He's the forgotten superstar.
Two seasons ago, Kawhi Leonard was a consensus top-three player in the NBA and regarded by many as the best behind LeBron James. The path that got him here after he limped off in Game One of the 2017 Western Conference Finals has been complicated, to say the least. Having played 60 regular season games, his 2018-19 season was going to be remembered for popularizing the term "load management." Safe to that after putting up a playoff-high 45 points, he is back in the conversation for best in the game.
The series opener against the 76ers was just a reminder of how dominant he can be on both ends of the floor. Despite having a mechanical approach to the game, his command on the floor is something to behold. Despite posting a career-high 26.1 PPG during the regular season, his status from superstar was demoted down to solely a "really great player" or "All-NBA caliber." For the average star, those titles are enough to cement a legacy. But Kawhi reminded us that he is leaps and bounds ahead of even most superstar players.
He is in contention for the best player in the NBA (and I conveniently forgot to mention him when I actually wrote about it). Besides who will dethrone Golden State, this is the title that every superstar is gunning for, given that LeBron James is sipping on a cocktail in April. His 45 point effort could not have come at a better time given that Kevin Durant closed the Clipper playoff run with an effortless 50 points.
He had teased us before in the Raptors First Round series against the Magic. Following a shocking Game One loss, Kawhi responded by scoring 37 points on 68% from the field. In a Game Four route, Kawhi scored 34 on 60% shooting. So far, he has posted playoff career highs in FG%, eFG%, TS%, and PER. He cooked whoever was guarding him with nobody on the 76ers even beginning to bothering him.
His ability to step it up in the postseason is reminiscent of most superstars in the modern game. But let's not forget that Kawhi was never projected to be the face of a franchise. When Indiana took him with the 15th pick, he was seen as a solid defensive player with plenty of work needed before he could have a reliable jumper. His status as a roleplayer grew to the point where he became known as the best perimeter defender since Scottie Pippen after guarding LeBron in back-to-back Finals. Even after winning Finals MVP in 2014, Kawhi was still seen as a cog within the San Antonio system. Even after the Spurs molded their team for Kawhi to take the reins, the NBA world continued to see him as a part and not the face of the post-Tim Duncan Spurs.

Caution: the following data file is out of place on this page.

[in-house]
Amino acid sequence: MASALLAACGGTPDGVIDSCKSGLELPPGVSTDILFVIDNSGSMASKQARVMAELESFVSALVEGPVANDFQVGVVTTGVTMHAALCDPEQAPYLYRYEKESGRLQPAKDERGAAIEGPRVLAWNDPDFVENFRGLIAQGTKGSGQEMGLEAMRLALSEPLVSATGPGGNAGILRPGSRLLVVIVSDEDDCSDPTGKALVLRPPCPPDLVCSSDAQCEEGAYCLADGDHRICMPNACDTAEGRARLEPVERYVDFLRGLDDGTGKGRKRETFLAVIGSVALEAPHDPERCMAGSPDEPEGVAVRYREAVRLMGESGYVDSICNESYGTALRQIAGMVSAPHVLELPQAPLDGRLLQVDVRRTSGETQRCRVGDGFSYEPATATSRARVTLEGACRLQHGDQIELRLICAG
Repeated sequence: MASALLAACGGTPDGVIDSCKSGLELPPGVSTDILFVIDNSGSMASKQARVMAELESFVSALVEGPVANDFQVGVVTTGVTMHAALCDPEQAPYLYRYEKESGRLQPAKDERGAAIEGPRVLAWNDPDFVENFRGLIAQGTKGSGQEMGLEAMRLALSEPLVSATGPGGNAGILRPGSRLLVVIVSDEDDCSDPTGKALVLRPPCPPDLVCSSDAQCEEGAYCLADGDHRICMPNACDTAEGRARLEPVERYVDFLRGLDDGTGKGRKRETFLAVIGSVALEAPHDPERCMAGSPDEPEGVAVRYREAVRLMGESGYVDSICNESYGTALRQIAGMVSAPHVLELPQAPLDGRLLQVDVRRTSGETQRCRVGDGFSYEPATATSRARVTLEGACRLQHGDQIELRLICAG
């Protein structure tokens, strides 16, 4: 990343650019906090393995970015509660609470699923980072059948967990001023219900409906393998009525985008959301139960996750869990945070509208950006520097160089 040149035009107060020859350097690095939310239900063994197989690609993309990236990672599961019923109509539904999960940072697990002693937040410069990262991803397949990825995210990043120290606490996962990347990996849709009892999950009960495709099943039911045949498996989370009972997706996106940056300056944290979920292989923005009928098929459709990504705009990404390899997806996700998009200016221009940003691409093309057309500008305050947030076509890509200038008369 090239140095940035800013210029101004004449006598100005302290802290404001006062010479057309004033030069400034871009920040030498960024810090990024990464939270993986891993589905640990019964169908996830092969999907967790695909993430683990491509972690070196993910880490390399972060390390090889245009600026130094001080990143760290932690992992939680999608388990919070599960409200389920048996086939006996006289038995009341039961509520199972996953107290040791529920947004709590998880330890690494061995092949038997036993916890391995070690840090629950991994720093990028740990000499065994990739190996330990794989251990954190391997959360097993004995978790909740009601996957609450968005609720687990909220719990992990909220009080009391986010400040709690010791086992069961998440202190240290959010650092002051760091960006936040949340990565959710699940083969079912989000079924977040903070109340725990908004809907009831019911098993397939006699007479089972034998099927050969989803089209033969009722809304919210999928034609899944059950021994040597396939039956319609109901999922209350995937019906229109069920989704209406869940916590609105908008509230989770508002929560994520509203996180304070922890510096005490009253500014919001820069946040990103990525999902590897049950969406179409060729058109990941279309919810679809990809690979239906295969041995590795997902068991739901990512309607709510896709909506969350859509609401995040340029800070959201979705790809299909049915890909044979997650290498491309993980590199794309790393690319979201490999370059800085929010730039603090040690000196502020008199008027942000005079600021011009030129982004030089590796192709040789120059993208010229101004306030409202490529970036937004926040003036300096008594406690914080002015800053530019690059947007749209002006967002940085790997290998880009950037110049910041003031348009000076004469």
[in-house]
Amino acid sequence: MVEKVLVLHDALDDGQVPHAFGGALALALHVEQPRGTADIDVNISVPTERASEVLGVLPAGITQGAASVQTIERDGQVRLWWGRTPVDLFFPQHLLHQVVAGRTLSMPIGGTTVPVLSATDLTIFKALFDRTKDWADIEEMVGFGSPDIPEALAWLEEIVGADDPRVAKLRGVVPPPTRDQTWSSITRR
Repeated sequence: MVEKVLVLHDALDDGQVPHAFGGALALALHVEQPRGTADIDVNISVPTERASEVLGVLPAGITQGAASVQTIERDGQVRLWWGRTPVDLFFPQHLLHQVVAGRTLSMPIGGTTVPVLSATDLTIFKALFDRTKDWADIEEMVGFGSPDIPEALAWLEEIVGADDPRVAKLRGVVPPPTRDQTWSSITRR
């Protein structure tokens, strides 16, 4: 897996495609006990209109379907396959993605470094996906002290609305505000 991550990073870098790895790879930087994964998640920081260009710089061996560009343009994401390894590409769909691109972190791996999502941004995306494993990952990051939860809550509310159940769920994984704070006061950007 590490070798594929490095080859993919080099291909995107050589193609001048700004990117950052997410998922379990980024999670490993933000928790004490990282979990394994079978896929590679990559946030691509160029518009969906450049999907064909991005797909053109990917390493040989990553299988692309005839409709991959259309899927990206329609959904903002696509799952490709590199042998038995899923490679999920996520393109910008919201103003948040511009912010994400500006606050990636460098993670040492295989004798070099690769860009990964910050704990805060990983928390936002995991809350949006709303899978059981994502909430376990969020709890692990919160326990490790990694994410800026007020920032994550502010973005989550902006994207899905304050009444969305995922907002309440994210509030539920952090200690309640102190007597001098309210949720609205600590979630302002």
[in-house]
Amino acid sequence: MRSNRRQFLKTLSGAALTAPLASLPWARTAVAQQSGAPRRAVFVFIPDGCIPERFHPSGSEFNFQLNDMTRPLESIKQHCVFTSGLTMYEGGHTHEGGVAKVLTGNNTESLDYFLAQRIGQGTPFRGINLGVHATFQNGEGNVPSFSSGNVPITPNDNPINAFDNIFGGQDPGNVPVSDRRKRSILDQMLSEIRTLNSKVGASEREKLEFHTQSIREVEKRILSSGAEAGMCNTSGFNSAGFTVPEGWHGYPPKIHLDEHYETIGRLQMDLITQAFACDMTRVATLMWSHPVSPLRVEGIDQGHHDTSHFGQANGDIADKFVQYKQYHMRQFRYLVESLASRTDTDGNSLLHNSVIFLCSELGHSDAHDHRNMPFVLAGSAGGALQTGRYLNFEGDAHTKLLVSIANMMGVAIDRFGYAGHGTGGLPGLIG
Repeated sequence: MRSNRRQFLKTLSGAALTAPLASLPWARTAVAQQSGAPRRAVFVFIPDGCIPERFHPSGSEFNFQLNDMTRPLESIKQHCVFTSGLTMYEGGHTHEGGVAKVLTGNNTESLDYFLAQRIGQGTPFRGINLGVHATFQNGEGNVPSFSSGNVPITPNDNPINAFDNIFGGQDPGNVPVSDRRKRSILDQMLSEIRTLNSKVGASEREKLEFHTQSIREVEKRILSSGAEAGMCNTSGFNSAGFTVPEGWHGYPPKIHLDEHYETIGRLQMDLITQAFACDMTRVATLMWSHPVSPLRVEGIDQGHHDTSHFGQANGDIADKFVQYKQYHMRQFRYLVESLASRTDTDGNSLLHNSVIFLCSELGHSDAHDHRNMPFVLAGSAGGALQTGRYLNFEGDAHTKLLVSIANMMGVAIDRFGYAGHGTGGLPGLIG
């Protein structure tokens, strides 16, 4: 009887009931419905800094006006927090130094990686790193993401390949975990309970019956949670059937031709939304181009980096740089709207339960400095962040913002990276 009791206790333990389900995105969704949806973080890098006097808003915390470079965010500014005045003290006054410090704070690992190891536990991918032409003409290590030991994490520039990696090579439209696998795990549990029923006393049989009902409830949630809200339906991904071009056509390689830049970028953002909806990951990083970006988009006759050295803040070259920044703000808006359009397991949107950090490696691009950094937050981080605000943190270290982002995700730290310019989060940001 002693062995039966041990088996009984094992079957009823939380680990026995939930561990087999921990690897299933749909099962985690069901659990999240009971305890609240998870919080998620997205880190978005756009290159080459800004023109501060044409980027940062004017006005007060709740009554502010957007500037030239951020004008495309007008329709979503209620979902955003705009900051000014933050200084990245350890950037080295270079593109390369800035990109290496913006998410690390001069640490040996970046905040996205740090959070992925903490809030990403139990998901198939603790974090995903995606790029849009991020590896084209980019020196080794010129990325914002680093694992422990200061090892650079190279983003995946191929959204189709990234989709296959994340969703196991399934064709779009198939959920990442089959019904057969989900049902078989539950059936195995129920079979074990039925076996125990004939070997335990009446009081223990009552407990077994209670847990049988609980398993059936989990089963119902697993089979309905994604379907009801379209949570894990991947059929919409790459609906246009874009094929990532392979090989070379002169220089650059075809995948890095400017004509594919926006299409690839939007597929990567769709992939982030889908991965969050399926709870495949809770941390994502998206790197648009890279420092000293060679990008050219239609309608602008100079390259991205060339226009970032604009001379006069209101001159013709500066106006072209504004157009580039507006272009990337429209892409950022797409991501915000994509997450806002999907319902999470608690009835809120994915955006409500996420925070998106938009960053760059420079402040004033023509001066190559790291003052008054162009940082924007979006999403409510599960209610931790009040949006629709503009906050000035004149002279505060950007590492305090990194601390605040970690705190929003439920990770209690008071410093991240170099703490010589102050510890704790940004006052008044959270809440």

His offensive arsenal has expanded over the years with an improved handle and cleaner shot. Not only can he post up, but Kawhi is now devastating ball handler in the pick-and-roll. While is not the offensive point-forward like a LeBron or Giannis, his court vision and passing cannot be underestimated.
The 2017-18 season was the epitome of player tanking. A blank slate did nothing but leave us with an ungodly number of questions. Was he really injured? How big a falling out did he have with Coach Pop? How influential is Uncle Dennis? How did his circle manage to hide him when Spurs staffers wanted to meet with him in New York? But the ultimate question from the saga was: would the wait be worth it?
Every superstar every sport has had a defining moment that cemented their name in the annals. Kawhi competition - Durant, Giannis, Harden, and Curry have all revolutionized basketball in their unique ways. Durant's jump shot is the most unguardable short since Kareem's skyhook - maybe ever. Giannis is simply a freak of nature who can own both ends of the floor. Harden's stepback three has forced defenses - and referees - to relitigate defenses and how the rules that govern basketball. Curry has stretched the court and changed offense for the better. Kawhi does not bring anything new to basketball. He's a through back wing, and that might be the defining statement of his career.
Like Jordan, he can simply suck every last shred of hope out of opposition teams. He can get his shots no matter who's guarding him and can lockup any perimeter player for 40 minutes. Despite lacking the flair of some of the other wings, he still manages to control both ends of the floor. Knocking down tough shots does not make him a superstar. It is the fact that he does with ease. He picks his spot, uses the slight shoulder fake to create some space, and rises up for a perfect mid range jump shot. And on the other end, he can stop anyone without getting in foul trouble.
His allure is that he is unaware of the noise and hoopla that exists around basketball. Forever underrated. And the best part, Kawhi doesn't even know it.